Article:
What does a compressor pedal do

Compressor, Limiter, Sustainer & Tremolo

by Marc-Oliver Richter,


Our Pedal Showis at the door! So that nobody gets lost in the big confusion of effect types, we will publish a few basic articles in the next few days - this time on the topic Compressor, Limiter, Sustainer & Tremolo!

Compressors and limiters are some of the devices that affect volume. In contrast to the buffer and booster, they not only take care of the volume itself, but also the dynamics of the signal.

A limiter does not allow signal peaks above a certain threshold value and thus protects everything behind it in terms of electronics from overload. Limiter are z. B. often used by bassists, because overmodulation in the dynamic slap technique is not necessarily desired. A compressor attenuates the signal peaks and releases the signal again below a certain threshold value. So that a compressor does not make the signal too quiet through the damping, there is a boost circuit behind the limiter circuit so that the dynamically damped signal can sound as loud as the original signal. The technology originally comes from the studio area.

It wasn't until the 1970s that z. B. with the MXR Dyna Comp, the first pedals for guitarists on the market. With studio compressors there are usually four control options: "Threshold" (from which level is controlled more quietly), "Ratio" (how much the output signal is reduced to the input signal), "Attack" (time until the control starts), "Release" (Time until the signal returns to its original level). Most floor effects are more user-friendly and have fewer controls because some parameters are preset. The combination of compressor and sustainer is also common, as both are based on the same functional principle.

Sustain is the term for the time during which a note played can be heard. Basically, guitarists are interested in having the longest possible sustain. A compressor that actually only reduces the dynamics of the signal, i.e. H. Making strings that are struck quieter can lengthen the decay time of a tone if it is set with a high ratio, fast attack and very long release and a higher level than originally.

Compressors are popular with guitarists to e.g. B. in picking techniques to compensate for volume fluctuations as a result of improper play. Compressors can of course also take over the tasks of boosters and, with their high volume levels, help to tickle the preamp a bit. For this task z. B. gladly taken the MXR Dynacomp, which is almost identical to the legendary Ross compressor. But Boss pedals are also welcome guests on the pedalboards of well-known musicians.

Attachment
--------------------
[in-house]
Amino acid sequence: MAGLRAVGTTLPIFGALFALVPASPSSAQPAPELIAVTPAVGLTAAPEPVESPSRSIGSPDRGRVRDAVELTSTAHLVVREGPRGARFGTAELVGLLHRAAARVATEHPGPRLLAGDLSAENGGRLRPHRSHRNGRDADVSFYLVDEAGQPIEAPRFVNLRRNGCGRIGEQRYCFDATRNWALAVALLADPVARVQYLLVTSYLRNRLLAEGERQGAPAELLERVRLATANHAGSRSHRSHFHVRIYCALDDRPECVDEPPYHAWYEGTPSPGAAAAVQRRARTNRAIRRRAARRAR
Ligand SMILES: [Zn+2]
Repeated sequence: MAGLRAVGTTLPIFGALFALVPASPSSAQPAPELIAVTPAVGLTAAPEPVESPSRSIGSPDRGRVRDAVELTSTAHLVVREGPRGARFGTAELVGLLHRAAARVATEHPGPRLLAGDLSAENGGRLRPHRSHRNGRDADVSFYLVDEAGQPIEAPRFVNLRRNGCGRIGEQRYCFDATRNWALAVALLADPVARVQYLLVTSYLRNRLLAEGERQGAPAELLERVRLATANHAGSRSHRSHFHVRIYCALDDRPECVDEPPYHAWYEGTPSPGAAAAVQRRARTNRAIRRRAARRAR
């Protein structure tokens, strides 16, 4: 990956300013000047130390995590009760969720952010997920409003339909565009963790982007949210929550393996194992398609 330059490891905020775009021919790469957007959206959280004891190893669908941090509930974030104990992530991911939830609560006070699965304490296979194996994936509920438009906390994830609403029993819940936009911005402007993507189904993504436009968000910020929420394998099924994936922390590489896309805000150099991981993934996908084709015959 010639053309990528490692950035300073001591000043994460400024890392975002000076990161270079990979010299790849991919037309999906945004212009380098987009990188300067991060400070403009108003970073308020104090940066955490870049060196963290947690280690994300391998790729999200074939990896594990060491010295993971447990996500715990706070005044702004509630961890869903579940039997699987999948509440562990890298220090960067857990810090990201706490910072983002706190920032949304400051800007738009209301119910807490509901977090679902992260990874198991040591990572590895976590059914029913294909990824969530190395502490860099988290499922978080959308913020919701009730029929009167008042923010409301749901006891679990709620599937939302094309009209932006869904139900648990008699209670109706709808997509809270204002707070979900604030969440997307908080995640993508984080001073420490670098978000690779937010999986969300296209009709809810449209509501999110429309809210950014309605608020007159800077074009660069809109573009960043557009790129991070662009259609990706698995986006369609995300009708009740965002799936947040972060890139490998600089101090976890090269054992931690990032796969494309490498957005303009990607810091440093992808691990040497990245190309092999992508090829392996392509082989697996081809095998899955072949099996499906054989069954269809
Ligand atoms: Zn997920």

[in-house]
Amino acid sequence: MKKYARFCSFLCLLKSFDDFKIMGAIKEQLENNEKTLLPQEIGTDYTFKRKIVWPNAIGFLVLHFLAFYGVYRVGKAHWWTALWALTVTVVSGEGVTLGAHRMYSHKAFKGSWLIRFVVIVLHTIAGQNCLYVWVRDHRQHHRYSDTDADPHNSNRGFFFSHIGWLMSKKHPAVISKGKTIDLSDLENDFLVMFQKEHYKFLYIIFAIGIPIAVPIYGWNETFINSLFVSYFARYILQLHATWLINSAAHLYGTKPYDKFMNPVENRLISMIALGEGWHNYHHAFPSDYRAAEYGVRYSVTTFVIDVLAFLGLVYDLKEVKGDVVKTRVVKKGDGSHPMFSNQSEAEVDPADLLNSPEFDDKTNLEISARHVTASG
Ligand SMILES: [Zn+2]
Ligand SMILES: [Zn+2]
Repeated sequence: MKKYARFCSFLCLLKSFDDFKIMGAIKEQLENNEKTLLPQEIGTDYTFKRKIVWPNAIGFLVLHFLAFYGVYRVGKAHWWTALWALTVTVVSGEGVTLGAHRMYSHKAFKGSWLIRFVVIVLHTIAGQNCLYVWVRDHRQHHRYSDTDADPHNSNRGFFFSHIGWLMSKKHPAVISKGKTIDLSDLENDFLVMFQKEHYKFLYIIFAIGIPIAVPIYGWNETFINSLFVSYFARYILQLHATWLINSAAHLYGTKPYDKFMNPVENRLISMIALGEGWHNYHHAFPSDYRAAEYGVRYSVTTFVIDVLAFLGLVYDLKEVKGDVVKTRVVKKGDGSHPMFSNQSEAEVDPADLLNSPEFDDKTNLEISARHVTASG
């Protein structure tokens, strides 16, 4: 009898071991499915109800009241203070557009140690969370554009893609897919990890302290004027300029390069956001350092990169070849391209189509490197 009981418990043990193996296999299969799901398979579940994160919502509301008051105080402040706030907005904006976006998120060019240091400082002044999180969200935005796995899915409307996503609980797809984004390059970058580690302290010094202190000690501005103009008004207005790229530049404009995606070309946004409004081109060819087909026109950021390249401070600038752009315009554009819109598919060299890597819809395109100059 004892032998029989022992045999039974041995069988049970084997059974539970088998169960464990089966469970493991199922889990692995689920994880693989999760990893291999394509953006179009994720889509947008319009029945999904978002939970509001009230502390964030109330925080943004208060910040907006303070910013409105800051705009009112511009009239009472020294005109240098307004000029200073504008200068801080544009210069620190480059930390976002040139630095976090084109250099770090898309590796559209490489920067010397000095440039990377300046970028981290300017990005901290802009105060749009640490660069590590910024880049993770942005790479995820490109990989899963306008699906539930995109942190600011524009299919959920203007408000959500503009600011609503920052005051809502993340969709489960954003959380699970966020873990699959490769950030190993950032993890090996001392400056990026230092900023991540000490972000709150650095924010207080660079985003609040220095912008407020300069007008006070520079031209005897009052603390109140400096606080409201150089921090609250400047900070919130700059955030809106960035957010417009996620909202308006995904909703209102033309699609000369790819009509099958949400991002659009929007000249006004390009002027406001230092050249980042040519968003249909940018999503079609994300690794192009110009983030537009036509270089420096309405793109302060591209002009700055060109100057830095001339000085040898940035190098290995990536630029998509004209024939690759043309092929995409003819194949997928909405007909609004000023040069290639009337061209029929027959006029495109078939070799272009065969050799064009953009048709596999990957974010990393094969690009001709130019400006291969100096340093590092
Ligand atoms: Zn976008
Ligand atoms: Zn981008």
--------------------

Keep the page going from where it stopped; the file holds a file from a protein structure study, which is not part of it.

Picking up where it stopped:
Also Tremolo effects edit the volume of the guitar tone, but not in the form of a dynamic limit but by modulating the volume: A tremolo makes the signal loud and quiet at an adjustable speed. As a result, there is an interesting shimmer in the tone with delicate settings, while it can support the tone rhythmically with strong settings. We still suffer from the confusion that Leo Fender once caused when he called his vibrato system on the Stratocaster tremolo, but his tremolo effect in the amplifiers vibrato. To put it simply again: a tremolo modulates the volume!

The tremolo effect is one of the oldest guitar effects ever and was already integrated in many models of the early Fender and Vox tube amplifiers. In addition to this soft and warm vintage tremolo, which is still popular today, there is also another requirement profile for tremolos, namely the hard, "chopping" tremolo of modern design. Examples of songs for the two extremes are 'Gimme Shelter' by the Rolling Stones for a subtle vintage tremolo and 'Boulevard Of Broken Dreams' by Green Day for modern tremolo work. Controllable parameters of tremolos are usually the speed at which the volume fluctuates and the extent of the volume fluctuation. Some tremolos also offer a very practical control of the master volume adjustment.

Since the human ear generally perceives a sound with fluctuating volume to be quieter than a non-modulated sound, it is helpful if the tremolo offers the option of increasing the volume of the effect sound so that the bypass and tremolo sound sound equally loud. Almost every manufacturer has a tremolo pedal in its range today. B. the Boss TR-2 tremolo.

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